Photograph of Apollo 13 mission control celebration
Successful missions are not engineered, they are run. (Source:

Presenting Controlled Chaos: Taming Organic, Federated Growth of Microservices at QCon SF 2019

I’m excited to be delivering my presentation, “Controlled Chaos: Taming Organic, Federated Growth of Microservices” at QCon San Francisco 2019 on November 12.

In this talk, I focus on the relentless growth of services we’re experiencing across industries, how it leads to an organically evolving landscape of connected services, as well as the challenges that such service landscapes present to architects and operators.

I show how failure in service landscapes is overwhelmingly not due to defects in individual threads of execution but due to the disruptive, environmental behaviors that such service landscapes exhibit. I then explore how visibility and control of the surrounding environment become more important than the observability of individual hosts, requests or traces.

Finally, I discuss how the unpredictable nature of these behaviors necessitates a shift to monitor and control these dynamic systems in real-time from both an operational and security perspective by applying best-practice operational patterns such as bulkheads, backpressure and quarantines.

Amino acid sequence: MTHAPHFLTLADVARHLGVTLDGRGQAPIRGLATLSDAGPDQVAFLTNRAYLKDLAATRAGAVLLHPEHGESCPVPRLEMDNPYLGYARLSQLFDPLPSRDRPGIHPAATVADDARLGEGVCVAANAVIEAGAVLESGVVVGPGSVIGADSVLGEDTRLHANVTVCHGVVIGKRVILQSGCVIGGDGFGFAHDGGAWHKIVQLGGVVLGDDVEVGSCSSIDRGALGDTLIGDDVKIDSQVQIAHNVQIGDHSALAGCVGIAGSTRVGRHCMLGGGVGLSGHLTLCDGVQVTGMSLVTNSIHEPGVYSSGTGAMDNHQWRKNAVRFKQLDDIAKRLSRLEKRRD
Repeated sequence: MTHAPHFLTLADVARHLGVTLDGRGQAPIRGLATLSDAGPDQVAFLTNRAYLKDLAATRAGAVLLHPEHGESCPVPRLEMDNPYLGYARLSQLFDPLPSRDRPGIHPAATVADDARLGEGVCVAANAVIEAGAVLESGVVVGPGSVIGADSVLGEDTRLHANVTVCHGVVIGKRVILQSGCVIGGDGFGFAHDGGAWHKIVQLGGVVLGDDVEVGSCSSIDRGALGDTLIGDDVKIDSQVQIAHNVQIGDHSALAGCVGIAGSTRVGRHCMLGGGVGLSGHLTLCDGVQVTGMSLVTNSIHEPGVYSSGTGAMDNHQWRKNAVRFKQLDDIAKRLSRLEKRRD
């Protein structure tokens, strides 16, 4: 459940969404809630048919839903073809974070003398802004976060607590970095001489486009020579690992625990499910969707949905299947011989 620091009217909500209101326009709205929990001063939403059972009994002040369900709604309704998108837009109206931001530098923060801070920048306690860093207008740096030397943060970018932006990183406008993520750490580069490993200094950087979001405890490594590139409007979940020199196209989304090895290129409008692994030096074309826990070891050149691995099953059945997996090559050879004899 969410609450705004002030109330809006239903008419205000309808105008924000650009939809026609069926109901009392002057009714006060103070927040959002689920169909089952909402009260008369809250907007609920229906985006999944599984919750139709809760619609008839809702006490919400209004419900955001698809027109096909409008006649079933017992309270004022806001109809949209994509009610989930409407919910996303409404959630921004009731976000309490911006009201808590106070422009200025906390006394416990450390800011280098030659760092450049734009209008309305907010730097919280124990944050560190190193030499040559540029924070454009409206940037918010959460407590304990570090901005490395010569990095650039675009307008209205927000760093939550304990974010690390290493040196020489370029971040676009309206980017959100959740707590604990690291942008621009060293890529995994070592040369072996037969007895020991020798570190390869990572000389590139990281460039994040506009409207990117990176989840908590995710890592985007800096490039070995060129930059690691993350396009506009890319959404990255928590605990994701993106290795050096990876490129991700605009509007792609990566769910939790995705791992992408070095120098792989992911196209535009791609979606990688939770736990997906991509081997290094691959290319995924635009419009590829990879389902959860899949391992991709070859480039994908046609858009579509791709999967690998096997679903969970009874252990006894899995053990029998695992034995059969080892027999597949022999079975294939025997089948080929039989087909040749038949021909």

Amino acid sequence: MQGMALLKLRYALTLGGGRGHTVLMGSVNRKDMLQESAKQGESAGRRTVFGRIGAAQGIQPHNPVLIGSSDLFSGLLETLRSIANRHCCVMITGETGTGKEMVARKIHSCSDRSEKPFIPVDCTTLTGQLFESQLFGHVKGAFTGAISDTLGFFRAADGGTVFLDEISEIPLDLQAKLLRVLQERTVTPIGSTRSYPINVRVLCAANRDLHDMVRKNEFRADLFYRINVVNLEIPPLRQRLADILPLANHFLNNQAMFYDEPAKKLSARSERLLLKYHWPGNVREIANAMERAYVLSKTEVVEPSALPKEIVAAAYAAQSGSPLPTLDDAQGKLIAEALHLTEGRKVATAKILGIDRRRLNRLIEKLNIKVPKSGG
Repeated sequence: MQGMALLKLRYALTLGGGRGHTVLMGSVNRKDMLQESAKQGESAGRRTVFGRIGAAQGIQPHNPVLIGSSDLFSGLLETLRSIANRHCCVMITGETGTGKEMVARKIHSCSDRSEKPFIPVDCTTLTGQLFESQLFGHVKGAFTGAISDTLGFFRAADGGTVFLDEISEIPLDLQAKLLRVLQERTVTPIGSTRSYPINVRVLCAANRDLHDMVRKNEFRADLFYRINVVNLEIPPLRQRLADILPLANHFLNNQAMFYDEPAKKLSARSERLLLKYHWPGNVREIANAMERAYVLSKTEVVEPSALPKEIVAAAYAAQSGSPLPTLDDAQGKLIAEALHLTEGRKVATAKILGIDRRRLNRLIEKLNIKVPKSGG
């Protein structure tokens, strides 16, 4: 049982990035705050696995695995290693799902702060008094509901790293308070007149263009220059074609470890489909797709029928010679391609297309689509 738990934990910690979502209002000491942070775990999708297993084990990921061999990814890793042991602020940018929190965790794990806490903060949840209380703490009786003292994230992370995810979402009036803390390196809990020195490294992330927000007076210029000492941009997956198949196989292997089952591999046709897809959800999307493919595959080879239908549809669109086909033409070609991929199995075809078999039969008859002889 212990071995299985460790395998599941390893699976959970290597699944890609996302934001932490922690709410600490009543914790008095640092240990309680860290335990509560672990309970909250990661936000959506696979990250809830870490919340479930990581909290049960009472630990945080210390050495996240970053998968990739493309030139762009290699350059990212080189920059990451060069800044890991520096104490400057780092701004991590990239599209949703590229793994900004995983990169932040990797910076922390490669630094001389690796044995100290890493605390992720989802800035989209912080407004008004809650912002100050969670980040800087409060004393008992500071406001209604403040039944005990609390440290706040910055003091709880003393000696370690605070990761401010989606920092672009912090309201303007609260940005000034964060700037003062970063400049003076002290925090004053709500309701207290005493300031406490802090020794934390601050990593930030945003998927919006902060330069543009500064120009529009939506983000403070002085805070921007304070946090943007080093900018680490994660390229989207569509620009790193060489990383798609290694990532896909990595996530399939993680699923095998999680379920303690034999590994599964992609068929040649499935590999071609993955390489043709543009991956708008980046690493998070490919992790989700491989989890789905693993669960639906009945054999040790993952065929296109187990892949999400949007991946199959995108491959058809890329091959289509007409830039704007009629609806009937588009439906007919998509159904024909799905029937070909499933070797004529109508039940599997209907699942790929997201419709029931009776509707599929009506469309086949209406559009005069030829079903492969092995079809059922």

In a nutshell, there will be two insights I’ll want folks to walk with:

  1. Service landscapes genuinely represent a new paradigm. This is in contrast to distributed systems engineering, which is not only slow and expensive but also involves the waterfall practice of big design up-front.

  2. Failures in service landscapes are overwhelmingly due to complex and disruptive environmental behaviors, not individual threads of execution. These environmental behaviors are fundamentally unpredictable, which necessitates an entirely different, “mission control” mindset when it comes to operating such landscapes.

You can learn more by checking out my interview with QCon here.